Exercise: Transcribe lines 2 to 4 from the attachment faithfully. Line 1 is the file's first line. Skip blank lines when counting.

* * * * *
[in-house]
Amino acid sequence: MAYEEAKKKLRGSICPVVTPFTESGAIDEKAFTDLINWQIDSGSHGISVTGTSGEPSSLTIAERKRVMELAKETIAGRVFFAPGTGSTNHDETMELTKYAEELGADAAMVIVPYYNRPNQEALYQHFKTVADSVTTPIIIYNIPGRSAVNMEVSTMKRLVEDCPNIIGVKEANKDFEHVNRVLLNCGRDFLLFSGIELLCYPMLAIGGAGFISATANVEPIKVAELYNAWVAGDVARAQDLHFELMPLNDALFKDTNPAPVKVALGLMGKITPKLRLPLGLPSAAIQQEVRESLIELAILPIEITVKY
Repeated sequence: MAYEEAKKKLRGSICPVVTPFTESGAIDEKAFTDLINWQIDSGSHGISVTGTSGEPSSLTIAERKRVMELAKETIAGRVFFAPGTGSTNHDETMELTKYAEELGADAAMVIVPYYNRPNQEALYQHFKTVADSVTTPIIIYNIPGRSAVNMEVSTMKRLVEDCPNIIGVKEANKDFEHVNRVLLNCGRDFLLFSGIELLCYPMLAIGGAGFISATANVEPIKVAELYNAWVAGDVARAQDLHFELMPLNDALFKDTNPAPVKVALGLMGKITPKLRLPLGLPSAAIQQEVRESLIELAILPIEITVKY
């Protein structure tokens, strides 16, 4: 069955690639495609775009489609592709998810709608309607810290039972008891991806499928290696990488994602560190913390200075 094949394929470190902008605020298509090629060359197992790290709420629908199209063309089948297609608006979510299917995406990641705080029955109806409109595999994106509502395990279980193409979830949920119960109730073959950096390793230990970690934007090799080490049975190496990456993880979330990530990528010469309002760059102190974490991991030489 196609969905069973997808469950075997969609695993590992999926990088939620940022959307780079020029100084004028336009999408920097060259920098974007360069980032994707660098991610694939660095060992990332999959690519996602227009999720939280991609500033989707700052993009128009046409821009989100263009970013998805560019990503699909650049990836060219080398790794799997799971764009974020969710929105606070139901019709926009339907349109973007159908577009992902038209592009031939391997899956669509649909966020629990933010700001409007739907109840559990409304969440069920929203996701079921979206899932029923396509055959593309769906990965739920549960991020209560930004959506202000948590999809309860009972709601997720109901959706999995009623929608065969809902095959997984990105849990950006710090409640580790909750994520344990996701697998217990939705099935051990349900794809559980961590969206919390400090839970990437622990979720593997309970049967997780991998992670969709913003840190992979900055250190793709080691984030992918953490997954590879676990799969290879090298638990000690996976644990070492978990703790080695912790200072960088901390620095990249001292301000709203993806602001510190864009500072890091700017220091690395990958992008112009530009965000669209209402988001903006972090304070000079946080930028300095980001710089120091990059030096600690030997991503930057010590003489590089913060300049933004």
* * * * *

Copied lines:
Amino acid sequence: MAYEEAKKKLRGSICPVVTPFTESGAIDEKAFTDLINWQIDSGSHGISVTGTSGEPSSLTIAERKRVMELAKETIAGRVFFAPGTGSTNHDETMELTKYAEELGADAAMVIVPYYNRPNQEALYQHFKTVADSVTTPIIIYNIPGRSAVNMEVSTMKRLVEDCPNIIGVKEANKDFEHVNRVLLNCGRDFLLFSGIELLCYPMLAIGGAGFISATANVEPIKVAELYNAWVAGDVARAQDLHFELMPLNDALFKDTNPAPVKVALGLMGKITPKLRLPLGLPSAAIQQEVRESLIELAILPIEITVKY
Repeated sequence: MAYEEAKKKLRGSICPVVTPFTESGAIDEKAFTDLINWQIDSGSHGISVTGTSGEPSSLTIAERKRVMELAKETIAGRVFFAPGTGSTNHDETMELTKYAEELGADAAMVIVPYYNRPNQEALYQHFKTVADSVTTPIIIYNIPGRSAVNMEVSTMKRLVEDCPNIIGVKEANKDFEHVNRVLLNCGRDFLLFSGIELLCYPMLAIGGAGFISATANVEPIKVAELYNAWVAGDVARAQDLHFELMPLNDALFKDTNPAPVKVALGLMGKITPKLRLPLGLPSAAIQQEVRESLIELAILPIEITVKY
């Protein structure tokens, strides 16, 4: 069955690639495609775009489609592709998810709608309607810290039972008891991806499928290696990488994602560190913390200075 094949394929470190902008605020298509090629060359197992790290709420629908199209063309089948297609608006979510299917995406990641705080029955109806409109595999994106509502395990279980193409979830949920119960109730073959950096390793230990970690934007090799080490049975190496990456993880979330990530990528010469309002760059102190974490991991030489 196609969905069973997808469950075997969609695993590992999926990088939620940022959307780079020029100084004028336009999408920097060259920098974007360069980032994707660098991610694939660095060992990332999959690519996602227009999720939280991609500033989707700052993009128009046409821009989100263009970013998805560019990503699909650049990836060219080398790794799997799971764009974020969710929105606070139901019709926009339907349109973007159908577009992902038209592009031939391997899956669509649909966020629990933010700001409007739907109840559990409304969440069920929203996701079921979206899932029923396509055959593309769906990965739920549960991020209560930004959506202000948590999809309860009972709601997720109901959706999995009623929608065969809902095959997984990105849990950006710090409640580790909750994520344990996701697998217990939705099935051990349900794809559980961590969206919390400090839970990437622990979720593997309970049967997780991998992670969709913003840190992979900055250190793709080691984030992918953490997954590879676990799969290879090298638990000690996976644990070492978990703790080695912790200072960088901390620095990249001292301000709203993806602001510190864009500072890091700017220091690395990958992008112009530009965000669209209402988001903006972090304070000079946080930028300095980001710089120091990059030096600690030997991503930057010590003489590089913060300049933004």